9 000 BCE Mesopotamia

Description for this zone or line:
Mesopotamia is an ancient, historical region that lies between the Tigris and Euphrates rivers in modern-day Iraq and parts of Kuwait, Syria, Turkey and Iran. Part of the Fertile Crescent, Mesopotamia was home to the earliest known human civilizations. Scholars believe the Agricultural Revolution started here.

The earliest occupants of Mesopotamia lived in circular dwellings made of mud and brick along the upper reaches of the Tigris and Euphrates river valleys. They began to practice agriculture by domesticating sheep and pigs around 11,000 to 9,000 B.C. Domesticated plants, including flax, wheat, barley and lentils, first appeared around 9,500 B.C.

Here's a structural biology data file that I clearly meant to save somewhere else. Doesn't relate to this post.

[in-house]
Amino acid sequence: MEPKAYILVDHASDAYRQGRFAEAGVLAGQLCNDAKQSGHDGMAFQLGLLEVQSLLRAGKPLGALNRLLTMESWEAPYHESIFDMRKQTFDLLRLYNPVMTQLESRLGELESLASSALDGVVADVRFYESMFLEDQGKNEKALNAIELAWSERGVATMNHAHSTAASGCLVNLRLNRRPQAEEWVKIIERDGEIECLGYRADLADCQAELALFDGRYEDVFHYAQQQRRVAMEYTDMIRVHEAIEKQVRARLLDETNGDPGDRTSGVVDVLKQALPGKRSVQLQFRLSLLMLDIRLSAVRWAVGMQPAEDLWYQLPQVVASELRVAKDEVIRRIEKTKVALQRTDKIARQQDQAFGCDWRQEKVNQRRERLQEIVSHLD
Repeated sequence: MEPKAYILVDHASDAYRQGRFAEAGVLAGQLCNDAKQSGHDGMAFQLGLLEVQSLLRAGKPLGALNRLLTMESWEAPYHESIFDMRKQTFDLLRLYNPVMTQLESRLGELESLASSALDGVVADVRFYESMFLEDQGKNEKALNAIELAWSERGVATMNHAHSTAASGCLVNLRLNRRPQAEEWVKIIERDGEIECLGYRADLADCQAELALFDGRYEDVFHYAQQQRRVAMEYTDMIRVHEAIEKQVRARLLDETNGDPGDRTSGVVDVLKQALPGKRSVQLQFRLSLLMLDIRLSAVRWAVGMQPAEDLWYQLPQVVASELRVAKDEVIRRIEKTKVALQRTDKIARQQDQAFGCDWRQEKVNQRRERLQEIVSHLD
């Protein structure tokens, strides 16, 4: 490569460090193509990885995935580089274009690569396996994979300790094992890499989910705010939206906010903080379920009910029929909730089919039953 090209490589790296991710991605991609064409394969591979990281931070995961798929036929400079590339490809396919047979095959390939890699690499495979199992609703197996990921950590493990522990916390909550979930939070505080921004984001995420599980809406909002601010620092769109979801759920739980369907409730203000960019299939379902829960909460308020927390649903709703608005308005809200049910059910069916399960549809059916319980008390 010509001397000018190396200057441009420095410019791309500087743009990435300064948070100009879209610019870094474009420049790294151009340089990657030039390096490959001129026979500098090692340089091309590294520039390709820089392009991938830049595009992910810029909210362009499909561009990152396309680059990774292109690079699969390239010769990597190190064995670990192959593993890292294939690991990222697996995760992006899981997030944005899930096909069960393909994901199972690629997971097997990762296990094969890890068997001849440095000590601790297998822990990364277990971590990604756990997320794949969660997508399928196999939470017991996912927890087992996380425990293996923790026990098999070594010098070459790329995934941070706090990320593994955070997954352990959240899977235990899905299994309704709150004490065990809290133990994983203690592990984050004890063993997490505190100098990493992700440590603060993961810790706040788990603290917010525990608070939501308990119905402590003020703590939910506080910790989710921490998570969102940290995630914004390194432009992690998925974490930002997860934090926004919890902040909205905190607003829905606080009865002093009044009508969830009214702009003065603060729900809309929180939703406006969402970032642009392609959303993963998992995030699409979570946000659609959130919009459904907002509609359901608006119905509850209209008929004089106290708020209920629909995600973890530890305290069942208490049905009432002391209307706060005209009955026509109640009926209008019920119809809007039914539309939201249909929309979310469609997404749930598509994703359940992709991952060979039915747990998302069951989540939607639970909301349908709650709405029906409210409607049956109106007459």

Some of the earliest evidence of farming comes from the archaeological site of Tell Abu Hureyra, a small village located along the Euphrates River in modern Syria. The village was inhabited from roughly 11,500 to 7,000 B.C. Inhabitants initially hunted gazelle and other game before beginning to harvest wild grains around 9,700 BCE. Several large stone tools for grinding grain have been found at the site.

One of the oldest known Mesopotamian cities, Nineveh (near Mosul in modern Iraq), may have been settled as early as 6,000 B.C. Sumer civilization arose in the lower Tigris-Euphrates valley around 5,000 B.C.


For timeline and also about trade see

Owner of Zone: